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Technical Paper

Rapid Prototyping of Control Strategies for Embedded Systems

As both the number and complexity of electronic control system applications on earthmoving equipment and on-highway trucks increase, so does the effort associated with developing and maintaining control strategies implemented in embedded systems. A new tool was recently introduced by Sigma Technology of Ann Arbor, Michigan, that provides the capability to perform rapid prototyping of production embedded systems. The rapid prototyping process includes system modeling, control algorithm synthesis, simulation analysis, source code generation and vehicle implementation. The results of incorporating this tool in the control system design process include improved control performance, improved system reliability/robustness, and significantly reduced development/maintenance costs.
Technical Paper

Transmission Modulating Valve Simulation and Simulation Verification

This paper presents a response to the question: Simulation - mathematical manipulation or useful design tool? A mathematical model of a modulating valve in a transmission control system was developed to predict clutch pressure modulation characteristics. The transmission control system was previously reported in SAE Paper 850783 - “Electronic/Hydraulic Transmission Control System for Off-Highway Vehicles”. The comparison of simulation predictions with test data illustrates the effectiveness of simulation as a design tool. THE EVOLUTION OF COMPUTER hardware and simulation software has resulted in increased interest and usage of simulation for dynamic analysis of hydraulic systems. Most commercially available software is relatively easy to learn to use. The application of such software and the modeling techniques involved require a longer learning curve.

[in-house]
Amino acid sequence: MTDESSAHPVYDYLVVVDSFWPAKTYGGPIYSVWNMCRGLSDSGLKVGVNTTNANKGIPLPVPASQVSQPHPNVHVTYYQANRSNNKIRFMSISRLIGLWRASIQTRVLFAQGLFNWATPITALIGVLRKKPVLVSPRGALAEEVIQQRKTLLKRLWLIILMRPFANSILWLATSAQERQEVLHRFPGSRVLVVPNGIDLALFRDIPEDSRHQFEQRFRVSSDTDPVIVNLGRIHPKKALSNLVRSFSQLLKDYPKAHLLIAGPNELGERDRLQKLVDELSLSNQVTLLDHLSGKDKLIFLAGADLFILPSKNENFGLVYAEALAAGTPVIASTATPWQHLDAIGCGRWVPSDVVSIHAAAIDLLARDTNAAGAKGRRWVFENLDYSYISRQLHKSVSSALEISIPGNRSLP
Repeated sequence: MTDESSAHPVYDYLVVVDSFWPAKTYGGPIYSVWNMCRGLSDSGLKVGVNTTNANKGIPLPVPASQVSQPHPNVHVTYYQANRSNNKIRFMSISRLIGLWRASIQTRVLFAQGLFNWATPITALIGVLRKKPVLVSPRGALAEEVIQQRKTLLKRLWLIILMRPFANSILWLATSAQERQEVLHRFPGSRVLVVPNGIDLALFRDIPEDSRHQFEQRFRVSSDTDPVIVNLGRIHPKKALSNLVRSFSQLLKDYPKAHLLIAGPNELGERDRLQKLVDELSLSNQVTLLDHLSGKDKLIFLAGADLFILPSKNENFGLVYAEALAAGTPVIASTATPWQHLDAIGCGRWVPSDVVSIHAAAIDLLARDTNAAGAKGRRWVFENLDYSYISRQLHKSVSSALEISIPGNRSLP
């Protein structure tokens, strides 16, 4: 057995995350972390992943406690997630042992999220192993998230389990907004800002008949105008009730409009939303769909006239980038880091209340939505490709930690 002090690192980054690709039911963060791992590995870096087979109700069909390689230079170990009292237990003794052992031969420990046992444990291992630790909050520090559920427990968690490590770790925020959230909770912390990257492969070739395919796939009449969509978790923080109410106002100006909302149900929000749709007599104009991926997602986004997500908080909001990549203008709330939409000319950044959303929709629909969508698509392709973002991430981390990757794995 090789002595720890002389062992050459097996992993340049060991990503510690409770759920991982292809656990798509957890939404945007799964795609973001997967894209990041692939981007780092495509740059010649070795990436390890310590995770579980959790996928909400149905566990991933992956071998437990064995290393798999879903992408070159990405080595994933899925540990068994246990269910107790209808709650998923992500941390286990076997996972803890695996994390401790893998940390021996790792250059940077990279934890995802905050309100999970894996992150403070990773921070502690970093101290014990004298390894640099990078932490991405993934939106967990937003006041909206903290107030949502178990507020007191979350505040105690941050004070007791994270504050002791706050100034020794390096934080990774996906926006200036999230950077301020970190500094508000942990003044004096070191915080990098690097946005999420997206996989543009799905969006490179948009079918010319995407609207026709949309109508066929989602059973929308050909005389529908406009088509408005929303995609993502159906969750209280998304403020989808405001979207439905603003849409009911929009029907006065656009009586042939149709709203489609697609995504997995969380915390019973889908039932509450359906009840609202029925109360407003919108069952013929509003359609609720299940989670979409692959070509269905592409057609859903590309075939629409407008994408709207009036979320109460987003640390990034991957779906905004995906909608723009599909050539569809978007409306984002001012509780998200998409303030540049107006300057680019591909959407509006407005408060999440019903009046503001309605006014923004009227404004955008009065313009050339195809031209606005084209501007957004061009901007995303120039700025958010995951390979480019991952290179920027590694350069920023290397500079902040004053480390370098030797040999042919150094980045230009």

Technical Paper

The Design and Testing of a Computer-Controlled Cooling System for a Diesel-Powered Truck

The hardware and software for a prototype computer controlled cooling system for a diesel powered truck has been designed and tested. The basic requirements for this system have been defined and the control functions, previously investigated in a study using the computer simulation model, were incorporated into the software. Engine dynamometer tests on the MACK-676 engine, comparing the conventional cooling system and the computer controlled system, showed the following advantages of the computer controlled system: 1. The temperature level to which the engine warms up to at low ambient temperature, was increased. 2. The faster shutter response reduced the temperature peaks and decreased total fan activity time. 3. The faster fan response reduces fan engagement time which should improve truck fuel economy.
Technical Paper

Modeling Techniques to Support Fuel Path Control in Medium Duty Diesel Engines

In modern production diesel engine control systems, fuel path control is still largely conducted through a system of tables that set mode, timing and injection quantity and with common rail systems, rail pressure. In the hands of an experienced team, such systems have proved so far able to meet emissions standards, but they lack the analytical underpinning that lead to systematic solutions. In high degree of freedom systems typified by modern fuel injection, there is substantial scope to deploy optimising closed loop strategies during calibration and potentially in the delivered product. In an optimising controller, a digital algorithm will explicitly trade-off conflicting objectives and follow trajectories during transients that continue to meet a defined set of criteria. Such an optimising controller must be based on a model of the system behaviour which is used in real time to investigate the consequences of proposed control actions.
Technical Paper

Development of the MTU Automatic Shifting Manual Six Speed Transmission

The purpose of this report is to describe the process for the development of the automatically shifting manual transmission control system hardware and software to be used in the MTU Challenge X Equinox, a through-the-road parallel hybrid electric vehicle. The automatically shifting manual transmission was chosen for development, as it combines the ease of use of an automatic transmission with the fuel efficiency of a manual, while eliminating the parasitic losses in the torque converter and the transmission hydraulic pump. This report illustrates the process used to develop the software-in-the loop modeling that was developed for the initial proof of concept. In addition, it describes the development of the control strategy and hardware build for the prototype transmission. To begin the design process research was preformed on existing automatically shifting manuals and manual transmissions in general. From there vehicle subsystems were assembled using Simulink block diagrams.
Technical Paper

Compact Post-Aftertreatment Temperature Control Device for Exhaust Gas Cooling